In a perfect world, running payroll would be as simple as hitting a button and watching a series of perfect checks roll off the printer. However, any business owner who has ever played a role in generating payroll will tell you that the process is NEVER quite that easy.
Between tracking down time cards, ensuring time is logged correctly and needing to have a strong baseline knowledge of federal, state, and local laws regarding pay practices, the art of running payroll is rife with potential for errors, some of which have serious consequences.
Below, we outline the five most common mistakes that small businesses make when running their payroll and some sneaky tips and tricks to make running payroll easier moving forward.
Classification mistakes are the top error, simply because it is the trickiest to avoid. These days, businesses have growing numbers of consultants, contractors, and other temporary staff that – either by the number of hours they work or the type of tasks that they perform – are a challenge to classify. However, failure to really nail down what classification these workers are can land you in serious trouble come tax time. Your first step should be to check in with the IRS for their complete run-down of who should be in which bucket (click here for the link), but if you’re still unsure, reach out to an outside vendor such as a Professional Employer Organization or a certified accountant for additional guidance.
Whatever system you have for managing data, be it paper-based or automated, but it needs to be a system that works for you and it needs to have safeguards to ensure that the data it is capturing is accurate. According to those in the know, errors in employee information are viewed as particularly egregious and can land you in serious hot water with the feds (especially if you’ve somehow offered employment to someone who isn’t eligible!). With this in mind, ensure that you have the full name of your employees and that it matches their social security number; that you have their correct data of birth and current address; that employment start and finish dates are recorded properly; and that your payroll details, including hourly wages, gross wages, and withholding details, are all correct. A centralized Human Resources Information System can be completely customized with names, titles, salary histories, performance reviews, company policies and handbooks, benefits administration, training records, disciplinary records, employee attendance, PTO usage and more.
No longer is the concept of overtime a throw-away term whereby you’ll toss your workers who go “above and beyond” a few extra dollars for their extra hours. Indeed, overtime pay is regulated by the Fair Labor and Standards Act (FLSA) and is designated as time and a half (1.5 times the employees’ regular rate of pay), for any time worked beyond 40 hours in a workweek. Now, this may differ depending on your state and city (so be sure to check here), but failure to calculate – and pay out – the correct overtime rate may mean that you’ll have to pay out back wages, penalties, and interest to anyone that challenges you.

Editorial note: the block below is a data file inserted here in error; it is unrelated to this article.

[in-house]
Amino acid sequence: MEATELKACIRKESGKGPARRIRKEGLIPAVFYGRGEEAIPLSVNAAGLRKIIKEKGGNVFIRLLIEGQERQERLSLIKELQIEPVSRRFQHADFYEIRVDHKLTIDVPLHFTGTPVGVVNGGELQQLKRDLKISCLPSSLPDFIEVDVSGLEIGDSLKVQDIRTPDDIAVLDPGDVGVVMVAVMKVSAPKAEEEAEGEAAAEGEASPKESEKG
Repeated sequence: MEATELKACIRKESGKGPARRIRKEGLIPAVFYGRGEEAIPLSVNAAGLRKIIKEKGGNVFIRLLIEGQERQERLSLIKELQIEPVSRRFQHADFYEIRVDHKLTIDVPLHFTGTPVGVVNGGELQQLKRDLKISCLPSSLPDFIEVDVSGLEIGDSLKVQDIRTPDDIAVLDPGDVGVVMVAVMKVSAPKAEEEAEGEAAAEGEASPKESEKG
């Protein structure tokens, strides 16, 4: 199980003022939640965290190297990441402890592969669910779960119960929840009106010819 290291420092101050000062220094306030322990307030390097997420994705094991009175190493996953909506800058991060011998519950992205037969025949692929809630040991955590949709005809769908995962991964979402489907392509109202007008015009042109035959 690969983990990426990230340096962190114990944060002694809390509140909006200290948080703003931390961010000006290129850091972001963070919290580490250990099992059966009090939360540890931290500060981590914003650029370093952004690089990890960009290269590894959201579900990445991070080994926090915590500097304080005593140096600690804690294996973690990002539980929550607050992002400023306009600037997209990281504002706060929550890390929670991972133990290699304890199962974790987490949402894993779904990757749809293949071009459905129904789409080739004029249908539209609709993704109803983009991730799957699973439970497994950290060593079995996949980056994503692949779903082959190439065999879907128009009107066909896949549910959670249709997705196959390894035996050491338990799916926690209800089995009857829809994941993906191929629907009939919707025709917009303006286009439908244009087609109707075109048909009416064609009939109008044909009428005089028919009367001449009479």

Tax Rate Trickery
The fun thing about taxes is that they change fairly frequently and often with little notice. With this in mind, it’s up to you to stay abreast of tax changes to ensure that you are paying the appropriate tax rate or else find yourself susceptible to paying back taxes, penalties, and even interest! For this year in particular, you should note that the corporate tax rate has undergone a fairly significant reform this year, but you’ll also want to check rates for the following taxes, which typically update annually: federal income tax, federal unemployment tax, social security tax, Medicare tax, state income tax, state unemployment tax, and local income tax.
Whether it’s forgetting to mail out the 1099 to that one contractor who cleared just over $600 (the threshold) in earnings for your company or totally dropping the ball on reporting your federal, state or local income tax to the relevant authorities, missing a deadline IS a big deal and you will incur penalties (the baseline for the IRS is a 15-percent failure to deposit fee, not including associated fines!) To avoid these errors, mark hard deadlines in your calendar for when the various documents are due, as well as various reminders at appropriate intervals to prompt you to remember to handle various aspects of the filing so that it doesn’t all pile on at once and make it impossible to get the filing in on time.
Distilling all the possible payroll errors down to five makes this list far from comprehensive, but we hope that in providing this information that you will be able to look critically at your own payroll process and set yourself up for a simplified, penalty-free 2019.
Overwhelmed? Human resource professionals can assist with every step of payroll from timekeeping to taxes. Ask us how or call us at 800-400-1968.